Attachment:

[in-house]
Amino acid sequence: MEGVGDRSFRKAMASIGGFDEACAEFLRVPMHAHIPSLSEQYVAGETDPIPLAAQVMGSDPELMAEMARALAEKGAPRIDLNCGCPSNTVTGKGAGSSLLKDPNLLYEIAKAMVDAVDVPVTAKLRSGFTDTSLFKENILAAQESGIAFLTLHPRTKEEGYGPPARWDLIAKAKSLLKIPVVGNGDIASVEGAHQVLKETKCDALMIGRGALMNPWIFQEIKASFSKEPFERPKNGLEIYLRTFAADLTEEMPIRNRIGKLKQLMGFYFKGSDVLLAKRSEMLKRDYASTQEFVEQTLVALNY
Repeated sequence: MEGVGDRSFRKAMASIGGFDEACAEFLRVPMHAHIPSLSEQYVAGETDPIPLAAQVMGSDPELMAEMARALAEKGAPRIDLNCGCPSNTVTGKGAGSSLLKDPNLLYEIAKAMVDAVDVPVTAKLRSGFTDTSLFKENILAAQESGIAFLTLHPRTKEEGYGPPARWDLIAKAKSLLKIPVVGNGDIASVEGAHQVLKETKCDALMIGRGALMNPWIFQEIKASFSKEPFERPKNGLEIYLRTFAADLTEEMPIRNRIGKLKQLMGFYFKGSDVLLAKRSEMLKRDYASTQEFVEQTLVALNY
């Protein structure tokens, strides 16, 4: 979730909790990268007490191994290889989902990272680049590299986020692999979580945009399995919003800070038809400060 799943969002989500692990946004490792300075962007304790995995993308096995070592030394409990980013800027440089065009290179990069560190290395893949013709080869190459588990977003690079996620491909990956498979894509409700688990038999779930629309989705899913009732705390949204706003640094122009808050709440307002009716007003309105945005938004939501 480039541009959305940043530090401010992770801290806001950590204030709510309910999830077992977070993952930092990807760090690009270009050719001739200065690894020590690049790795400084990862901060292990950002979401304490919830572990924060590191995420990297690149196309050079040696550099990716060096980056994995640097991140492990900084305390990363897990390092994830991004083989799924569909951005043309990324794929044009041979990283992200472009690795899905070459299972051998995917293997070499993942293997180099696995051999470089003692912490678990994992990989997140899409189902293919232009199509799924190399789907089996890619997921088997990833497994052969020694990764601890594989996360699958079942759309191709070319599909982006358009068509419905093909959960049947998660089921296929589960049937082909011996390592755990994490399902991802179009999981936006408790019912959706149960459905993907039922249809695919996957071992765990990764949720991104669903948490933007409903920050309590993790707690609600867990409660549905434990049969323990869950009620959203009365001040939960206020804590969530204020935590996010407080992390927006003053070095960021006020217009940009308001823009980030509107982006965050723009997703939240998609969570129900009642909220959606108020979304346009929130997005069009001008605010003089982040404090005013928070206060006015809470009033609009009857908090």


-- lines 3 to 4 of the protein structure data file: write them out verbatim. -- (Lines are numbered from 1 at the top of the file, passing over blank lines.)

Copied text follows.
Repeated sequence: MEGVGDRSFRKAMASIGGFDEACAEFLRVPMHAHIPSLSEQYVAGETDPIPLAAQVMGSDPELMAEMARALAEKGAPRIDLNCGCPSNTVTGKGAGSSLLKDPNLLYEIAKAMVDAVDVPVTAKLRSGFTDTSLFKENILAAQESGIAFLTLHPRTKEEGYGPPARWDLIAKAKSLLKIPVVGNGDIASVEGAHQVLKETKCDALMIGRGALMNPWIFQEIKASFSKEPFERPKNGLEIYLRTFAADLTEEMPIRNRIGKLKQLMGFYFKGSDVLLAKRSEMLKRDYASTQEFVEQTLVALNY
């Protein structure tokens, strides 16, 4: 979730909790990268007490191994290889989902990272680049590299986020692999979580945009399995919003800070038809400060 799943969002989500692990946004490792300075962007304790995995993308096995070592030394409990980013800027440089065009290179990069560190290395893949013709080869190459588990977003690079996620491909990956498979894509409700688990038999779930629309989705899913009732705390949204706003640094122009808050709440307002009716007003309105945005938004939501 480039541009959305940043530090401010992770801290806001950590204030709510309910999830077992977070993952930092990807760090690009270009050719001739200065690894020590690049790795400084990862901060292990950002979401304490919830572990924060590191995420990297690149196309050079040696550099990716060096980056994995640097991140492990900084305390990363897990390092994830991004083989799924569909951005043309990324794929044009041979990283992200472009690795899905070459299972051998995917293997070499993942293997180099696995051999470089003692912490678990994992990989997140899409189902293919232009199509799924190399789907089996890619997921088997990833497994052969020694990764601890594989996360699958079942759309191709070319599909982006358009068509419905093909959960049947998660089921296929589960049937082909011996390592755990994490399902991802179009999981936006408790019912959706149960459905993907039922249809695919996957071992765990990764949720991104669903948490933007409903920050309590993790707690609600867990409660549905434990049969323990869950009620959203009365001040939960206020804590969530204020935590996010407080992390927006003053070095960021006020217009940009308001823009980030509107982006965050723009997703939240998609969570129900009642909220959606108020979304346009929130997005069009001008605010003089982040404090005013928070206060006015809470009033609009009857908090």